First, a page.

Dirt, grime, grease and the accumulation of limescale can do a number on your brass pieces, giving them a dull appearance that detracts from their timeless beauty.
If you have a collection of brass trinkets or are looking to spruce up an old lampshade, always clean an inconspicuous area first before going all out. With that being said, lets go through each brass cleaning method to find out which suits you:
Cleaning Brass with Warm Soapy Water
Before bringing out the big guns to clean your brass, it helps to see if a little warm soapy water will do the trick. Mix a teaspoon of liquid hand soap with about 1/2 cup of warm water to start.
Wet a damp cloth and wipe your brass piece, then use a toothbrush to gently scrub it down. Be extra careful when cleaning intricate designs, as they can be easily damaged! Once dry, wipe away water with a microfiber cloth.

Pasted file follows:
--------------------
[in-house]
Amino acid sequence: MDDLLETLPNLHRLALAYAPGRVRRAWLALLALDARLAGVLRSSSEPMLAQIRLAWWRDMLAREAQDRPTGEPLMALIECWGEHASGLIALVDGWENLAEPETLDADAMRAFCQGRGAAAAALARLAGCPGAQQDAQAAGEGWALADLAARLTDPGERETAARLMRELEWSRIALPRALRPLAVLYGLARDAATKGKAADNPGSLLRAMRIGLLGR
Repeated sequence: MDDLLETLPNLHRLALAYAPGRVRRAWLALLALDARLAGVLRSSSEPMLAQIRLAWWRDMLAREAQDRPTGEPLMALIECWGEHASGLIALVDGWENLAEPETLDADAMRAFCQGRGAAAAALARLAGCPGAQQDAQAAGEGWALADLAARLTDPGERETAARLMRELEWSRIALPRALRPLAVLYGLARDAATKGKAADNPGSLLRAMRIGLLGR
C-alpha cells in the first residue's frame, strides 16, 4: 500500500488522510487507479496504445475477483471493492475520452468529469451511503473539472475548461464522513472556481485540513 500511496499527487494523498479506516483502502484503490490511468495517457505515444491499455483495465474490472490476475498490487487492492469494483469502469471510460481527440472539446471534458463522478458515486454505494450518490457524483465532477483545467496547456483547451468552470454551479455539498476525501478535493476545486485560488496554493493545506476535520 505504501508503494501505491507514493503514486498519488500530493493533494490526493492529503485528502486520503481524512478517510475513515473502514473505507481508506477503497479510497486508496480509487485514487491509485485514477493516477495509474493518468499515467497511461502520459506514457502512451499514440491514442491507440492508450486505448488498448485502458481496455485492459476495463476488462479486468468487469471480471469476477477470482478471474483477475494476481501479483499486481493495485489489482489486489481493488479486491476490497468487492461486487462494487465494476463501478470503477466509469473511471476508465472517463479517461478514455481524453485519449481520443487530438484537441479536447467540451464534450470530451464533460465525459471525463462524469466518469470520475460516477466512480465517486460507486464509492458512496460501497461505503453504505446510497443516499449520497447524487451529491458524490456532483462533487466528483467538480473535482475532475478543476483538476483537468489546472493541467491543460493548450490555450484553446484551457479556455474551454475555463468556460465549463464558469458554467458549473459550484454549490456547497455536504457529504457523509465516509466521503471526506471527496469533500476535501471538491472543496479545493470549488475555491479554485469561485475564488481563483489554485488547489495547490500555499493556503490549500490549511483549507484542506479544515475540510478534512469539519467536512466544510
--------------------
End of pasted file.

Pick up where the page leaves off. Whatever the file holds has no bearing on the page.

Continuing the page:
How to Clean Brass Easily with Ketchup
Ketchup to clean brass? Trust us, it works! If your brass has tough stains that soap and water can’t remove, try using ketchup as a cleaning agent. This natural brass cleaner has useful acidic properties which can dissolve tarnish.
Squeeze out a generous amount of ketchup onto a soft cloth, then apply it to the brass. Wait an hour and wash it off with warm, soapy water. Rinse and dry your brass for a restored, shiny appearance.
Clean Brass with Toothpaste
Toothpaste doesn’t only help to brighten your teeth and freshen your breath, it can brighten and shine tarnished brass pieces too. Just make sure to purchase white toothpaste, as coloured toothpaste could stain your metal.